Apergy is a fictitious form of anti-gravitational energy first described by Percy Greg in his 1880 sword and planet novel Across the Zodiac.
It is also used by John Jacob Astor IV in his 1894 science fiction novel, A Journey in Other Worlds.
Apergy can also be found in an 1896 article by Clara Jessup Bloomfield-Moore, called "Some Truths About Keely". In it, apergy is used to describe the latent force John Keely harnessed, by using frequency to release the latent force found within all atomic matter.
In an 1897, ostensibly non-fictitious, article in The San Francisco Call titled "The Secret of Aerial Flight Revealed", science correspondent Frank M. Close, D. Sc., visits an unnamed Hindu man masquerading as a viticulturist somewhere on the Pacific coast who claims to have invented a flying boat that uses an "apergent" -- a rare metal called "radlum" -- to produce controlled apergic force, allowing the vessel to ascend and descend. The inventor describes apergy as "a force obtained by blending positive and negative electricity with ultheic, the third element or state of electric energy" and calls apergy a "second phase of gravity", hinting at a third phase as well.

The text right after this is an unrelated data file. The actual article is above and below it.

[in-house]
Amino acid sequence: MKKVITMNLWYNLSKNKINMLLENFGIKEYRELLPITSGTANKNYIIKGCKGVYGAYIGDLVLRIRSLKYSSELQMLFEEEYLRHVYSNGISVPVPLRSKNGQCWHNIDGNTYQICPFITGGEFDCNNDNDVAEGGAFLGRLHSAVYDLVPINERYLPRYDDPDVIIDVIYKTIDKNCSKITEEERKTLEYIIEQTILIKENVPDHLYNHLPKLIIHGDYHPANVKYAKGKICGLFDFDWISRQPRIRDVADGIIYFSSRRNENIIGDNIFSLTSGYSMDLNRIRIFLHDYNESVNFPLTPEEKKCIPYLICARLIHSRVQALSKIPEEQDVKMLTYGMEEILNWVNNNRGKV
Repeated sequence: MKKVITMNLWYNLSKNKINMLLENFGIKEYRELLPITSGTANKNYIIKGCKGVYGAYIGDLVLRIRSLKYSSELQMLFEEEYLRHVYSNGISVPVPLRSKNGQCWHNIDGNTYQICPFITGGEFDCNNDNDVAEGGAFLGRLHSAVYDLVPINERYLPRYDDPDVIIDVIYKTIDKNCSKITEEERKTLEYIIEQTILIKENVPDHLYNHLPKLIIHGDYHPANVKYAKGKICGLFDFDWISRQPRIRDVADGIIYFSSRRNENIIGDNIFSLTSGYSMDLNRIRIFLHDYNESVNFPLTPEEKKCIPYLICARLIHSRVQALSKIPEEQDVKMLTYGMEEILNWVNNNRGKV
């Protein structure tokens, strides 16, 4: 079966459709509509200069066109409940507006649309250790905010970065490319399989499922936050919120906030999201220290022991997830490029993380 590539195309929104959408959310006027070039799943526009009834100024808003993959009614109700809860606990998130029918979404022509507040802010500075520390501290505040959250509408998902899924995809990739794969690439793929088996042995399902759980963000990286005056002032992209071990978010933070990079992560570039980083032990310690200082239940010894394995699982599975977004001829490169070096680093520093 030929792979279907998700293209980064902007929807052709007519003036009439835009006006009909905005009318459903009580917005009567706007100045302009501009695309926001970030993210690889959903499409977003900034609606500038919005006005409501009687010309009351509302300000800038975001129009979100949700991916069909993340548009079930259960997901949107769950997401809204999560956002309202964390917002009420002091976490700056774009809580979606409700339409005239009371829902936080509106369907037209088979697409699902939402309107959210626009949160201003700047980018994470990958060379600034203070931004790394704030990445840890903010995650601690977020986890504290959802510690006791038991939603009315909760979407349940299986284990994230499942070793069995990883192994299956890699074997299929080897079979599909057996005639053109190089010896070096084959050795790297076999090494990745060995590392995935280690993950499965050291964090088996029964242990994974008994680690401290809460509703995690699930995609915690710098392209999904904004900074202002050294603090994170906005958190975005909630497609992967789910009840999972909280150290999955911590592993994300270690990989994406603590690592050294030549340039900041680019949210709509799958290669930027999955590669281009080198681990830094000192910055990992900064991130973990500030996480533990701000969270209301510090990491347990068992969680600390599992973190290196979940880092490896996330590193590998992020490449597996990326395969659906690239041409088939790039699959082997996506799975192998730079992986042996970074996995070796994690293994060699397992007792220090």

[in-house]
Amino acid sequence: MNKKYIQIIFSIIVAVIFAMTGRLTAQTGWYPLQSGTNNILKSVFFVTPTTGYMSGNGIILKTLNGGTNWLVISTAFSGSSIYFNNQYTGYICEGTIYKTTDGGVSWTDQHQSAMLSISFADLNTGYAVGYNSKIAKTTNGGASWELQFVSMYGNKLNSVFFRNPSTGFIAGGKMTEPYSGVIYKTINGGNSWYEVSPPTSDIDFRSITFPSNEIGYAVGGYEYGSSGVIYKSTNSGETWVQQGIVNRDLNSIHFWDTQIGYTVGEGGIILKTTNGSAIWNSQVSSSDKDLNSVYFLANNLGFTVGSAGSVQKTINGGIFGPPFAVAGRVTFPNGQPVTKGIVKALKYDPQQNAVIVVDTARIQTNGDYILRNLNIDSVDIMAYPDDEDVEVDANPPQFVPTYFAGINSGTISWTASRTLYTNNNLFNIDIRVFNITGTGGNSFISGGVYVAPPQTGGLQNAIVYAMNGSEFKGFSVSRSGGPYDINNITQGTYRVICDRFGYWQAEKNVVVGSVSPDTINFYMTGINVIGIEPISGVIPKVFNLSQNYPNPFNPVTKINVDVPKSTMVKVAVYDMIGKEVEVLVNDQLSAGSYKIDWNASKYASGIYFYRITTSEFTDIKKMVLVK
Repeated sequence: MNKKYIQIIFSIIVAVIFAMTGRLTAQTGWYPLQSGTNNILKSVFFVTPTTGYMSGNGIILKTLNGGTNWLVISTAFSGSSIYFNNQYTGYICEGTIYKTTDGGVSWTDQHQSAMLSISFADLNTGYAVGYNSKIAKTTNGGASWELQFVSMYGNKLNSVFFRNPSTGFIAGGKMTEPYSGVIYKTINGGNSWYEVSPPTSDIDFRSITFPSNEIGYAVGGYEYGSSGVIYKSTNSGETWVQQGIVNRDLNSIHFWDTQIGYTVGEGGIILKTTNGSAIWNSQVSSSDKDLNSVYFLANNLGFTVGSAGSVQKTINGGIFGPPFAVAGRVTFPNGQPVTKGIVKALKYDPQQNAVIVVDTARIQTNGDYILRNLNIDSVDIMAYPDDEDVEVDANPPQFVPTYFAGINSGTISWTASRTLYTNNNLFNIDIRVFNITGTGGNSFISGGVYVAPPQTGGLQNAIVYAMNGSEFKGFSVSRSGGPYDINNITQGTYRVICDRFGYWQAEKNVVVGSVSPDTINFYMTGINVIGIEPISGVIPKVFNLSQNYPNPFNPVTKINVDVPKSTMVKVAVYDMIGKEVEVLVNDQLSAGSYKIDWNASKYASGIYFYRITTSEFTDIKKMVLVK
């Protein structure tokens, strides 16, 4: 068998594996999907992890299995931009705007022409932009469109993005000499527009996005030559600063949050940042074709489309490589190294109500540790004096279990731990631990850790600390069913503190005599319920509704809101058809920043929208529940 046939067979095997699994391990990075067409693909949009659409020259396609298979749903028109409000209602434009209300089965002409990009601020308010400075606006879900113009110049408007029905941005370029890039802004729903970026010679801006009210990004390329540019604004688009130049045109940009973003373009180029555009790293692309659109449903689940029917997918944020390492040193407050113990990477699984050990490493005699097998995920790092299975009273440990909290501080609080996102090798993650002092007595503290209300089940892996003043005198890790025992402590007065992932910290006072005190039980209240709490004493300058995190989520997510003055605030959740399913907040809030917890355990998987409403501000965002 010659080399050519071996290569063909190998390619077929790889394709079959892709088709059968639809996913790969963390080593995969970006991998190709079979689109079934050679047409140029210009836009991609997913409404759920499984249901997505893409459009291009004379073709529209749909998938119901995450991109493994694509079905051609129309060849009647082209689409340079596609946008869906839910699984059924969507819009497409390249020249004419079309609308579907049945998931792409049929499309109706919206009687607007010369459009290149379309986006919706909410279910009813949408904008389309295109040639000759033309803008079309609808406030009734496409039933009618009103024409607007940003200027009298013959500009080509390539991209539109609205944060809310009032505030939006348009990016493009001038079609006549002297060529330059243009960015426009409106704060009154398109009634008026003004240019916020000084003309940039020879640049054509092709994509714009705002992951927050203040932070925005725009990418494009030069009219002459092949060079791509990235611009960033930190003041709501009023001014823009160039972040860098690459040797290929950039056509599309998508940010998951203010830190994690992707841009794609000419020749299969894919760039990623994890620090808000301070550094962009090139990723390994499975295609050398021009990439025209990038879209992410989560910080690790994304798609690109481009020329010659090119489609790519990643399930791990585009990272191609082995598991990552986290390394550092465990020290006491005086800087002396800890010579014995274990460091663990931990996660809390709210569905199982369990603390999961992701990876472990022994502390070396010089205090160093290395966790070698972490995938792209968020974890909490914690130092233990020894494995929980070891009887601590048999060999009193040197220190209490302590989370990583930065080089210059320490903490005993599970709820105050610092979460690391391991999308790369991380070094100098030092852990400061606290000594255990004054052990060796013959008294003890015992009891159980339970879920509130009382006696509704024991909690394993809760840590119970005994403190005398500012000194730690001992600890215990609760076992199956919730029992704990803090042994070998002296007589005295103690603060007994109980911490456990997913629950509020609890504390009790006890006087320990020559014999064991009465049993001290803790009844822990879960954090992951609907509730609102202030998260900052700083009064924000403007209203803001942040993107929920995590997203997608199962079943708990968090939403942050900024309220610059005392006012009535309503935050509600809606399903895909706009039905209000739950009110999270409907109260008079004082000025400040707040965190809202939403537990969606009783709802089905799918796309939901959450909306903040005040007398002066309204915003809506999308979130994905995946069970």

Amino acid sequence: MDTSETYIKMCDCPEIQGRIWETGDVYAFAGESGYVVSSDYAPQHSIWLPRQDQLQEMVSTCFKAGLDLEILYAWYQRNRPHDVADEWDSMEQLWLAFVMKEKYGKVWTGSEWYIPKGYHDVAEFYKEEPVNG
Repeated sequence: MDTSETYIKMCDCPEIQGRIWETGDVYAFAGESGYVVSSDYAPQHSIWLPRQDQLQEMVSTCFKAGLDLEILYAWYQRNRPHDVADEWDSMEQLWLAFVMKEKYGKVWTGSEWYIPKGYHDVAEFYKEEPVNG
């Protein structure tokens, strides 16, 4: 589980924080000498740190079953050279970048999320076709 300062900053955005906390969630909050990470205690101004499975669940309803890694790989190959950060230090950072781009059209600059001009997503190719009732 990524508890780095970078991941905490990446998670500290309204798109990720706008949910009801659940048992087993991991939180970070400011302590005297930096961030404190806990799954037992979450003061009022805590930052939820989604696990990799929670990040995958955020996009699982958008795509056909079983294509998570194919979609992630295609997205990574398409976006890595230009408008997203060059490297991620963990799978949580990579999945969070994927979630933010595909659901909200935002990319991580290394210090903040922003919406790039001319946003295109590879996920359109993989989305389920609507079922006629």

In S. P. Meek's short story "Cold Light", which appeared in Astounding Stories of Super-Science, March 1930, apergy is mentioned as the opposite force of gravity.
In Chris Roberson's short story "Annus Mirabilis" from the 2006 second volume of Tales of the Shadowmen, Doctor Omega and Albert Einstein investigate apergy. Apergy is also mentioned in the Warren Ellis comic Aetheric Mechanics, as being generated by Cavorite technology from The First Men in the Moon.